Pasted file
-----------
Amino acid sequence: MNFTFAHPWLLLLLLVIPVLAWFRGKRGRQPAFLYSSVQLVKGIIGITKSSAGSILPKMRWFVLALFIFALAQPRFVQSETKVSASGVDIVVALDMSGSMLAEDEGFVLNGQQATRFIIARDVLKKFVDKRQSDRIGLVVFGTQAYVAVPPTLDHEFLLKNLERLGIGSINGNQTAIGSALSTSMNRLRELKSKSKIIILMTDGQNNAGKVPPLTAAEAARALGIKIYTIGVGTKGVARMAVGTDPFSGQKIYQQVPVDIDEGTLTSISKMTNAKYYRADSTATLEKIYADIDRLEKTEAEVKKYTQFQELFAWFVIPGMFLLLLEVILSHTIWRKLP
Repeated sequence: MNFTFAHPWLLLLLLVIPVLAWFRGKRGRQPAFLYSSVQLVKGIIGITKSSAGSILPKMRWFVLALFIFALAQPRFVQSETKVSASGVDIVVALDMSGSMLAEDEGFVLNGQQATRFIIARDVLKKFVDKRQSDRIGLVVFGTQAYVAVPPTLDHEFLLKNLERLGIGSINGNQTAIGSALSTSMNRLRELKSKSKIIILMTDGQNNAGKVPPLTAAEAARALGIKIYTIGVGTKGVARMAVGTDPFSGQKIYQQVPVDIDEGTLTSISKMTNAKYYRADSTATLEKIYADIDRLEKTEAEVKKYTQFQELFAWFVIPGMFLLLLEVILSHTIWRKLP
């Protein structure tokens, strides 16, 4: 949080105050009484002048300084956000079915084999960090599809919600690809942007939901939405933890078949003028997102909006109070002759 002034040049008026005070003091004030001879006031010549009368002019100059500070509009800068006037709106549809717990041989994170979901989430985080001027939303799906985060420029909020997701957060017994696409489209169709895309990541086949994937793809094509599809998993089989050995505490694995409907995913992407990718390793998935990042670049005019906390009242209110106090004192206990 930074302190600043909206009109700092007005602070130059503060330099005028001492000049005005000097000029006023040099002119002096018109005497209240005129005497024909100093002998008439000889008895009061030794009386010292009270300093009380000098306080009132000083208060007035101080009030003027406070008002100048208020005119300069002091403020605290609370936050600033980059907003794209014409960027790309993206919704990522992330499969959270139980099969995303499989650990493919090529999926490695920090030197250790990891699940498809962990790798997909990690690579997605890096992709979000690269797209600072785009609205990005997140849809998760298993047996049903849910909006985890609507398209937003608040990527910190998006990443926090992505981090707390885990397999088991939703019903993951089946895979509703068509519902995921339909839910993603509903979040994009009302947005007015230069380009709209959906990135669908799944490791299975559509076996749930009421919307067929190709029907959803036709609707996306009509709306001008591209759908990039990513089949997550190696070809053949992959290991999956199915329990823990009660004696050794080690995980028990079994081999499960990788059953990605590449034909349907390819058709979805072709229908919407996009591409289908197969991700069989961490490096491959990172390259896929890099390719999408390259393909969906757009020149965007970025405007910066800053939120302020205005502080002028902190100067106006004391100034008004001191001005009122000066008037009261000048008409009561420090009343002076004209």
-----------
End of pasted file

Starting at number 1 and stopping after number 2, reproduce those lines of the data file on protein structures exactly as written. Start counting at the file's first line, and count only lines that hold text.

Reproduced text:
Amino acid sequence: MNFTFAHPWLLLLLLVIPVLAWFRGKRGRQPAFLYSSVQLVKGIIGITKSSAGSILPKMRWFVLALFIFALAQPRFVQSETKVSASGVDIVVALDMSGSMLAEDEGFVLNGQQATRFIIARDVLKKFVDKRQSDRIGLVVFGTQAYVAVPPTLDHEFLLKNLERLGIGSINGNQTAIGSALSTSMNRLRELKSKSKIIILMTDGQNNAGKVPPLTAAEAARALGIKIYTIGVGTKGVARMAVGTDPFSGQKIYQQVPVDIDEGTLTSISKMTNAKYYRADSTATLEKIYADIDRLEKTEAEVKKYTQFQELFAWFVIPGMFLLLLEVILSHTIWRKLP
Repeated sequence: MNFTFAHPWLLLLLLVIPVLAWFRGKRGRQPAFLYSSVQLVKGIIGITKSSAGSILPKMRWFVLALFIFALAQPRFVQSETKVSASGVDIVVALDMSGSMLAEDEGFVLNGQQATRFIIARDVLKKFVDKRQSDRIGLVVFGTQAYVAVPPTLDHEFLLKNLERLGIGSINGNQTAIGSALSTSMNRLRELKSKSKIIILMTDGQNNAGKVPPLTAAEAARALGIKIYTIGVGTKGVARMAVGTDPFSGQKIYQQVPVDIDEGTLTSISKMTNAKYYRADSTATLEKIYADIDRLEKTEAEVKKYTQFQELFAWFVIPGMFLLLLEVILSHTIWRKLP